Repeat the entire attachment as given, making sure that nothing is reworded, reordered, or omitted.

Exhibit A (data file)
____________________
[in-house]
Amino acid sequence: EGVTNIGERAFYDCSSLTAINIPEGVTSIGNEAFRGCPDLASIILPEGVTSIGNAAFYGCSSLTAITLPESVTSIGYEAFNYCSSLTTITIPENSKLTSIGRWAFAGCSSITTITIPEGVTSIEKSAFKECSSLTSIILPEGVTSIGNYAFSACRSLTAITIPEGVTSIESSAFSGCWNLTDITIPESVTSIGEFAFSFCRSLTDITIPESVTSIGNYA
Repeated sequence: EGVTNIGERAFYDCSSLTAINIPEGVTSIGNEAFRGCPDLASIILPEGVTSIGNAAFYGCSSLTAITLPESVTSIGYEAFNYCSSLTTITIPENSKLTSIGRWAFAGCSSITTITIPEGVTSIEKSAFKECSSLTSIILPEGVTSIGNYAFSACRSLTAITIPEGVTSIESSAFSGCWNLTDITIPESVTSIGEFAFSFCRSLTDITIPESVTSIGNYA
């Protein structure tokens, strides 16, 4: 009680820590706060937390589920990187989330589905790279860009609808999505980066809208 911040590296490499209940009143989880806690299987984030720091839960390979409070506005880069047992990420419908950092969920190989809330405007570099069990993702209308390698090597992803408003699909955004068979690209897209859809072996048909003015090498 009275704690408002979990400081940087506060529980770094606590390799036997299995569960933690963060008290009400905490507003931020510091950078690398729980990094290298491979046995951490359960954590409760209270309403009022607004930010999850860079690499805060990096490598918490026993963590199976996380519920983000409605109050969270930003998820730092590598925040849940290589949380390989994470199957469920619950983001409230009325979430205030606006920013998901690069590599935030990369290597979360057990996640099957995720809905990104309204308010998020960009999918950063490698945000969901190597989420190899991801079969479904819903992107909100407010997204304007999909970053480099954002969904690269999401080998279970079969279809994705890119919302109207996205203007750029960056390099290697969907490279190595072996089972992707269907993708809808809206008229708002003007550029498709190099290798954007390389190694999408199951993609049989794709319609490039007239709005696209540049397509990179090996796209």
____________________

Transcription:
[in-house]
Amino acid sequence: EGVTNIGERAFYDCSSLTAINIPEGVTSIGNEAFRGCPDLASIILPEGVTSIGNAAFYGCSSLTAITLPESVTSIGYEAFNYCSSLTTITIPENSKLTSIGRWAFAGCSSITTITIPEGVTSIEKSAFKECSSLTSIILPEGVTSIGNYAFSACRSLTAITIPEGVTSIESSAFSGCWNLTDITIPESVTSIGEFAFSFCRSLTDITIPESVTSIGNYA
Repeated sequence: EGVTNIGERAFYDCSSLTAINIPEGVTSIGNEAFRGCPDLASIILPEGVTSIGNAAFYGCSSLTAITLPESVTSIGYEAFNYCSSLTTITIPENSKLTSIGRWAFAGCSSITTITIPEGVTSIEKSAFKECSSLTSIILPEGVTSIGNYAFSACRSLTAITIPEGVTSIESSAFSGCWNLTDITIPESVTSIGEFAFSFCRSLTDITIPESVTSIGNYA
């Protein structure tokens, strides 16, 4: 009680820590706060937390589920990187989330589905790279860009609808999505980066809208 911040590296490499209940009143989880806690299987984030720091839960390979409070506005880069047992990420419908950092969920190989809330405007570099069990993702209308390698090597992803408003699909955004068979690209897209859809072996048909003015090498 009275704690408002979990400081940087506060529980770094606590390799036997299995569960933690963060008290009400905490507003931020510091950078690398729980990094290298491979046995951490359960954590409760209270309403009022607004930010999850860079690499805060990096490598918490026993963590199976996380519920983000409605109050969270930003998820730092590598925040849940290589949380390989994470199957469920619950983001409230009325979430205030606006920013998901690069590599935030990369290597979360057990996640099957995720809905990104309204308010998020960009999918950063490698945000969901190597989420190899991801079969479904819903992107909100407010997204304007999909970053480099954002969904690269999401080998279970079969279809994705890119919302109207996205203007750029960056390099290697969907490279190595072996089972992707269907993708809808809206008229708002003007550029498709190099290798954007390389190694999408199951993609049989794709319609490039007239709005696209540049397509990179090996796209």